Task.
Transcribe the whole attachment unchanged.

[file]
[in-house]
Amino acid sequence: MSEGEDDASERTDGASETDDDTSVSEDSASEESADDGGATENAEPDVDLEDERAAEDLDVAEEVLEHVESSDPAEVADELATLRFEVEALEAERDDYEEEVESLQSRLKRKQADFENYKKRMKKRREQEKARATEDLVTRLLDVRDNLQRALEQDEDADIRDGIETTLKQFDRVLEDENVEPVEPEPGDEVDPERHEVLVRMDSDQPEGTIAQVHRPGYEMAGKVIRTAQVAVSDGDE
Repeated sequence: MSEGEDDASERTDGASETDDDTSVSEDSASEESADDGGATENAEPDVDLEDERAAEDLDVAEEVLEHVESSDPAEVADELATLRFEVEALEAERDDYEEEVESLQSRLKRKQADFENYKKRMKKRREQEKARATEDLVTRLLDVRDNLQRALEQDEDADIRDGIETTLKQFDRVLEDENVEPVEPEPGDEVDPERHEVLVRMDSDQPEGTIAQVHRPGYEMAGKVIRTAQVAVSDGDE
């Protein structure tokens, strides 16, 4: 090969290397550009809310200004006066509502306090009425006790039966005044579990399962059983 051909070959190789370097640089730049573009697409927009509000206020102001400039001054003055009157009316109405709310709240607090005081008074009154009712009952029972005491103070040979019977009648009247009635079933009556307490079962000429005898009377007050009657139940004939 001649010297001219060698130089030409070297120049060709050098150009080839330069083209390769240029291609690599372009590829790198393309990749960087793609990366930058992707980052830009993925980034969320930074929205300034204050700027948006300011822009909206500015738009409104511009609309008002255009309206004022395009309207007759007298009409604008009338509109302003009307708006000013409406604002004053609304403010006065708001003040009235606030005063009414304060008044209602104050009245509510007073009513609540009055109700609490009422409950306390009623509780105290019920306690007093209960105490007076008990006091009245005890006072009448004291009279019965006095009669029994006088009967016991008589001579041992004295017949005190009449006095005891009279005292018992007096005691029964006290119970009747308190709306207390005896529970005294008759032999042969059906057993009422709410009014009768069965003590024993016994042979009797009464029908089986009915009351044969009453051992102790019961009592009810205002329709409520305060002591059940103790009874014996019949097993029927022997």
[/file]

[in-house]
Amino acid sequence: MSEGEDDASERTDGASETDDDTSVSEDSASEESADDGGATENAEPDVDLEDERAAEDLDVAEEVLEHVESSDPAEVADELATLRFEVEALEAERDDYEEEVESLQSRLKRKQADFENYKKRMKKRREQEKARATEDLVTRLLDVRDNLQRALEQDEDADIRDGIETTLKQFDRVLEDENVEPVEPEPGDEVDPERHEVLVRMDSDQPEGTIAQVHRPGYEMAGKVIRTAQVAVSDGDE
Repeated sequence: MSEGEDDASERTDGASETDDDTSVSEDSASEESADDGGATENAEPDVDLEDERAAEDLDVAEEVLEHVESSDPAEVADELATLRFEVEALEAERDDYEEEVESLQSRLKRKQADFENYKKRMKKRREQEKARATEDLVTRLLDVRDNLQRALEQDEDADIRDGIETTLKQFDRVLEDENVEPVEPEPGDEVDPERHEVLVRMDSDQPEGTIAQVHRPGYEMAGKVIRTAQVAVSDGDE
């Protein structure tokens, strides 16, 4: 090969290397550009809310200004006066509502306090009425006790039966005044579990399962059983 051909070959190789370097640089730049573009697409927009509000206020102001400039001054003055009157009316109405709310709240607090005081008074009154009712009952029972005491103070040979019977009648009247009635079933009556307490079962000429005898009377007050009657139940004939 001649010297001219060698130089030409070297120049060709050098150009080839330069083209390769240029291609690599372009590829790198393309990749960087793609990366930058992707980052830009993925980034969320930074929205300034204050700027948006300011822009909206500015738009409104511009609309008002255009309206004022395009309207007759007298009409604008009338509109302003009307708006000013409406604002004053609304403010006065708001003040009235606030005063009414304060008044209602104050009245509510007073009513609540009055109700609490009422409950306390009623509780105290019920306690007093209960105490007076008990006091009245005890006072009448004291009279019965006095009669029994006088009967016991008589001579041992004295017949005190009449006095005891009279005292018992007096005691029964006290119970009747308190709306207390005896529970005294008759032999042969059906057993009422709410009014009768069965003590024993016994042979009797009464029908089986009915009351044969009453051992102790019961009592009810205002329709409520305060002591059940103790009874014996019949097993029927022997």